e

11th Avenue S. in 1920.17 Cooks, clerks, hotel waiters, janitors, and porters in other
occupations were also represented, along with a few employed in industries such as
Minneapolis Moline and federal agencies such as the post office. Female occupations
included maid, cook, dressmaker, and hairdresser. Sylvestus Phelps, a native of Iowa who
moved to 3624 Snelling Avenue in 1917 and remained there until 1924, was a wellknown business owner. She owned the Phelps Cafe and Hotel at 246 4th Avenue S., and
operated the “Oh Boy ! Chicken” Shack at the Minnesota State Fair.18 Her husband,
Oliver D., was a native of Louisiana and was employed as a waiter, in furniture sales, and
in real estate.19

Mrs. Phillip McGruder, of 1828 Carpenter Ave., Des
Moines, is the guest of Mrs. O. D. Phelps, at her
beautiful residence, 3624 Snelling Avenue. Mrs.
Phelps is one of our smartest business women in the
Twin Cities and she is making preparations to
conduct a cafeteria at the State Fair during
September.
The National Advocate, July 19, 1919

The National Advocate, March 31, 1922

The modest growth of employment opportunities for African Americans in Minneapolis
coincided with the wartime economy between 1915 and 1920, when “recruiters scoured
the South for Blacks willing to move to northern industrial centers in return of promises
of free transportation, higher wages, and a better standard of living.”20 Few jobs in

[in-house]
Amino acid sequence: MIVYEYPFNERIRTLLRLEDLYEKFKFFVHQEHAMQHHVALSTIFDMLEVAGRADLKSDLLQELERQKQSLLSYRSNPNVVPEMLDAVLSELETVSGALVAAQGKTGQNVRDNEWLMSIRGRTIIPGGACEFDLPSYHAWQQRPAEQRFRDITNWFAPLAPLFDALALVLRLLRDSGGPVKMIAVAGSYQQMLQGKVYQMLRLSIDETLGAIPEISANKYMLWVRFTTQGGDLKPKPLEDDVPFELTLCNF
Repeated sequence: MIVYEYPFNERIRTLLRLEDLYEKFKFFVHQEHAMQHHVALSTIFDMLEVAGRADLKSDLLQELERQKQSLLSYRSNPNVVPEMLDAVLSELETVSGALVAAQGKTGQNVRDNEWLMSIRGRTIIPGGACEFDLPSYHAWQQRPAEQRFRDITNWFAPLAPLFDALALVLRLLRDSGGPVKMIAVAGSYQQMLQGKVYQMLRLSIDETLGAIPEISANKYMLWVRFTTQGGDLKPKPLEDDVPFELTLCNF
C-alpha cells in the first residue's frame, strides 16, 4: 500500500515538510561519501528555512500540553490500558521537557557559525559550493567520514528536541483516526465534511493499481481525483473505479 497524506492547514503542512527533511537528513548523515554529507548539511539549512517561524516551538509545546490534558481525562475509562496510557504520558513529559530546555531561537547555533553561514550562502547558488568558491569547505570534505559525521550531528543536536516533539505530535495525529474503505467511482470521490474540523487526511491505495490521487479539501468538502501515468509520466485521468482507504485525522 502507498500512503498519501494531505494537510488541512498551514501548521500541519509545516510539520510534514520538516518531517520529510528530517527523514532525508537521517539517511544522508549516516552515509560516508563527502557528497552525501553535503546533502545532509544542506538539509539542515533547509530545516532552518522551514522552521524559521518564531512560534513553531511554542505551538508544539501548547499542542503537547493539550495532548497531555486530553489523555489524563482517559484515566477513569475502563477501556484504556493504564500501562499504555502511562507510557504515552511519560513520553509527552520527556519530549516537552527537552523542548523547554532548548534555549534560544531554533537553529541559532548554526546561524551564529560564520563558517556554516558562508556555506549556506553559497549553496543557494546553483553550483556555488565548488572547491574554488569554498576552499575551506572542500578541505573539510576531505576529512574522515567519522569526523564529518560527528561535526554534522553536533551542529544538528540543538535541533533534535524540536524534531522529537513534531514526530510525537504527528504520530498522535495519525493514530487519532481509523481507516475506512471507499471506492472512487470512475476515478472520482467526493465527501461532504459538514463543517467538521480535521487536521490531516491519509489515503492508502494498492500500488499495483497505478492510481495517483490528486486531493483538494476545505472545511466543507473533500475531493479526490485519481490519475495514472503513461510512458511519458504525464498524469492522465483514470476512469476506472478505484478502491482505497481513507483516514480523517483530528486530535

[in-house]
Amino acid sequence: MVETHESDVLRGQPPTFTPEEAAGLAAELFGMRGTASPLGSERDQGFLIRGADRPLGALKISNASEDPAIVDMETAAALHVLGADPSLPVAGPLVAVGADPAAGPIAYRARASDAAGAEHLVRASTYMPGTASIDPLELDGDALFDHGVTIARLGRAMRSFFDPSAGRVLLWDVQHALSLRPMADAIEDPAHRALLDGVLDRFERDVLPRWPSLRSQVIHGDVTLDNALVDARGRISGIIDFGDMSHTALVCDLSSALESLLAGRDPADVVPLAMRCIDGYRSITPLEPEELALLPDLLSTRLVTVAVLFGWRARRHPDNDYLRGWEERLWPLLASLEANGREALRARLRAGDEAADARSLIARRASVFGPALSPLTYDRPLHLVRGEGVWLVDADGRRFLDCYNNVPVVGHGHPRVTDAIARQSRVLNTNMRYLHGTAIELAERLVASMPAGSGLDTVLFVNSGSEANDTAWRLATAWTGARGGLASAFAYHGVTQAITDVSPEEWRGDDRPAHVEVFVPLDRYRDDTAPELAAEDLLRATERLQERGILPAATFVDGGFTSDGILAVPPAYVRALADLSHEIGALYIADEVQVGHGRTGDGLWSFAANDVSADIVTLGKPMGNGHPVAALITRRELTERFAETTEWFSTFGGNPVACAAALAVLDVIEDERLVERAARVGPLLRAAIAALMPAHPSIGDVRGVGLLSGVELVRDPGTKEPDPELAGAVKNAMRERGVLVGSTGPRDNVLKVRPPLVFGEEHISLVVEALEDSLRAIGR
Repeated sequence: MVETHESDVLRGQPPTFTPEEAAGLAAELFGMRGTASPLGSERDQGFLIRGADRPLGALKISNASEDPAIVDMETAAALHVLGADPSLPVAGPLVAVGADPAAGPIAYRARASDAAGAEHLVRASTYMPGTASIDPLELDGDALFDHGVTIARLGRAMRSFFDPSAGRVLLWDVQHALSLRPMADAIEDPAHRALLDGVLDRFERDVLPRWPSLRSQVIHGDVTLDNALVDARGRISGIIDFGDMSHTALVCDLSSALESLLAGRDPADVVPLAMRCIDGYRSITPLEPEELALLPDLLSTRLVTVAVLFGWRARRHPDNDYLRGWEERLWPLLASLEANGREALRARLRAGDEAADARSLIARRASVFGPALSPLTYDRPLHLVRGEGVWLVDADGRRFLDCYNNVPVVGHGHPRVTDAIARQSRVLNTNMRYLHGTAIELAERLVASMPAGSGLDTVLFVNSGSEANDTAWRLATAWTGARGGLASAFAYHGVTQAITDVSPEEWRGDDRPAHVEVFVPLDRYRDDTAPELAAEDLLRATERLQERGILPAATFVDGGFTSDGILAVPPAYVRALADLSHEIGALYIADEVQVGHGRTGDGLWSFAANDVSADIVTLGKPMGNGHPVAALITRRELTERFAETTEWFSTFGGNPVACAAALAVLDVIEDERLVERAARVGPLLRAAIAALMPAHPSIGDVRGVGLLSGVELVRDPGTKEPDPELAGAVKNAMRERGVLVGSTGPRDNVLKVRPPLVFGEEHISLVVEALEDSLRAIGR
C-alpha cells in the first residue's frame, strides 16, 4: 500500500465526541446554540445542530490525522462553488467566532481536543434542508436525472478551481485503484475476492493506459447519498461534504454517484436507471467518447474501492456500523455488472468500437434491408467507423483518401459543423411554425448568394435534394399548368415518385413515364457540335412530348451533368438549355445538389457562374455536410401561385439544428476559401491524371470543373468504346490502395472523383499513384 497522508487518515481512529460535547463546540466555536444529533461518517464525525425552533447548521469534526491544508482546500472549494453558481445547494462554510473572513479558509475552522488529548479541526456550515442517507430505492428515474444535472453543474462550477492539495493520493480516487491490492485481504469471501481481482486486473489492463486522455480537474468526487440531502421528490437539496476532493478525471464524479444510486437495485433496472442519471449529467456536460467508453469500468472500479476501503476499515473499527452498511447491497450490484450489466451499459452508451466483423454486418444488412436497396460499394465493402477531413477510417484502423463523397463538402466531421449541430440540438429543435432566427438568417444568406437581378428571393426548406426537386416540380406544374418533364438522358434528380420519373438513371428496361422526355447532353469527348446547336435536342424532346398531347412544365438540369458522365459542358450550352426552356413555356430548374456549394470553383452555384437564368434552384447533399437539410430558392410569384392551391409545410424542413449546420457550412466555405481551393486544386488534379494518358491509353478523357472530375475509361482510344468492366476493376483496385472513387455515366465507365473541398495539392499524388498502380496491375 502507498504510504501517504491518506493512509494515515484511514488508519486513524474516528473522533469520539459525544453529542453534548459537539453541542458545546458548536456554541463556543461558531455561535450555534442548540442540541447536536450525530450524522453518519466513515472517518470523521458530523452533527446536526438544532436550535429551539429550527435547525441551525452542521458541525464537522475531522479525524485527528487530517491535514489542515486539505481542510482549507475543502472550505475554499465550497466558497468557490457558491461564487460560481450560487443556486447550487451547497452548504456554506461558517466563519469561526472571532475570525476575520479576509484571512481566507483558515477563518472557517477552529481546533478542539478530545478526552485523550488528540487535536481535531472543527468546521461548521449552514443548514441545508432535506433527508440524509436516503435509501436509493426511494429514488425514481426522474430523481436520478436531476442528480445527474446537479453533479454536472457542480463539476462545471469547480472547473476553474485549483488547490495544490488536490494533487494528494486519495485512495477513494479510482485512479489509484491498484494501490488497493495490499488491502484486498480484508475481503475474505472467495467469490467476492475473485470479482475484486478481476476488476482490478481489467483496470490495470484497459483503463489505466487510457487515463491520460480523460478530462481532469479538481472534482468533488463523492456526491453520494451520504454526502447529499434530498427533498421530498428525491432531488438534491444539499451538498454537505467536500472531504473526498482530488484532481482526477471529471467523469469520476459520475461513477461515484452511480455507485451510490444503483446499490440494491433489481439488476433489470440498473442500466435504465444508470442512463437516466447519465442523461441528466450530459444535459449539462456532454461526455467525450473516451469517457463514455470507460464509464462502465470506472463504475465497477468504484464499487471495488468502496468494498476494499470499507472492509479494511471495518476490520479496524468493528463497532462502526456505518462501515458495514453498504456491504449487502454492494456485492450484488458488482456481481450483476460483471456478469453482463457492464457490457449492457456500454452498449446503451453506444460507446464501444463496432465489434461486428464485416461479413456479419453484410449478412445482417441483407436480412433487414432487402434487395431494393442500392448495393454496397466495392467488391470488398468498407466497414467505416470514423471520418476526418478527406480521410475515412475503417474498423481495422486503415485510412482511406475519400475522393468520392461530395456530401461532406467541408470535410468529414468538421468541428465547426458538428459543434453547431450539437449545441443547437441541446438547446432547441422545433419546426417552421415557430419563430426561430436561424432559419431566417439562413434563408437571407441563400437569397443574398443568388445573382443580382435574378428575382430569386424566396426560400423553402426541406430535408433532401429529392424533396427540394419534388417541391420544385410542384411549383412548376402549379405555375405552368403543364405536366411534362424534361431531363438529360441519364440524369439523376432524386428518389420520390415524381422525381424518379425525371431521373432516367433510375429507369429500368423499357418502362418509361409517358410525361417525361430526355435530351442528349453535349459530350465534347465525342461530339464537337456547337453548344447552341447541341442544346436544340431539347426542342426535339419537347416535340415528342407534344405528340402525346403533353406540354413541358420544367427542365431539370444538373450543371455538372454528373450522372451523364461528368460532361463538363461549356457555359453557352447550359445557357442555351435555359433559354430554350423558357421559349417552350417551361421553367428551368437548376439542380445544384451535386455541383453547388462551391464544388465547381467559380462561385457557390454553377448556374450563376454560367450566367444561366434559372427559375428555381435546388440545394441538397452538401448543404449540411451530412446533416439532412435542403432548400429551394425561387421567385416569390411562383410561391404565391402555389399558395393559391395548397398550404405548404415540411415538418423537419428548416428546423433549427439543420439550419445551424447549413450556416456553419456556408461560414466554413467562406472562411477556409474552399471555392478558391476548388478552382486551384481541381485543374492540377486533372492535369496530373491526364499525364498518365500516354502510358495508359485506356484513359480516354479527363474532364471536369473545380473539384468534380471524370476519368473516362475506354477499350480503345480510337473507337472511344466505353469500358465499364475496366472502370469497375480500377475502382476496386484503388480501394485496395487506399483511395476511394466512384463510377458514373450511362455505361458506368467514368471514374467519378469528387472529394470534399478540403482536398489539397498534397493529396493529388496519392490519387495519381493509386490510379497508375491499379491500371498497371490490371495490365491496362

private industry, however, were open to African Americans before World War II.21 For
many on Snelling Avenue, the railroad provided a level of job security. In 1930, early in
the Depression, a higher percentage of African Americans in Minneapolis were employed
than native or foreign-born whites.22 During the 1930s, however, many African
Americans were unemployed; in part this was because the domestic jobs they formerly
held were occupied by whites. During this period, restrictive housing covenants were
used to “contain and isolate Blacks.”23 Snelling Avenue and the surrounding area
provided a place where home ownership was possible.

17

Minneapolis City Directory, 1920.
Sylvestus (Sylestus) Phelps clipping file, Hennepin County Public Library Special Collections; “Sylvestus Phelps
Williams, Here 35 Years, Dies,” Minneapolis Spokesman 10 Nov. 1944:1; Minneapolis city directories.
19
1920 U.S. Census, Minneapolis, Ward 12; Minneapolis city directories 1915-1940.
20
Taylor, “The Blacks,” 81.
21
Governor’s Human Rights Commission, The Negro Worker’s Progress in Minnesota (St. Paul: 1949), 15.
22
Schmid, Social Saga, 176.
23
Taylor, “The Blacks,” 81.
18

Minnehaha-Hiawatha
Community Works Strategic Development Framework

4

Snelling Avenue History
e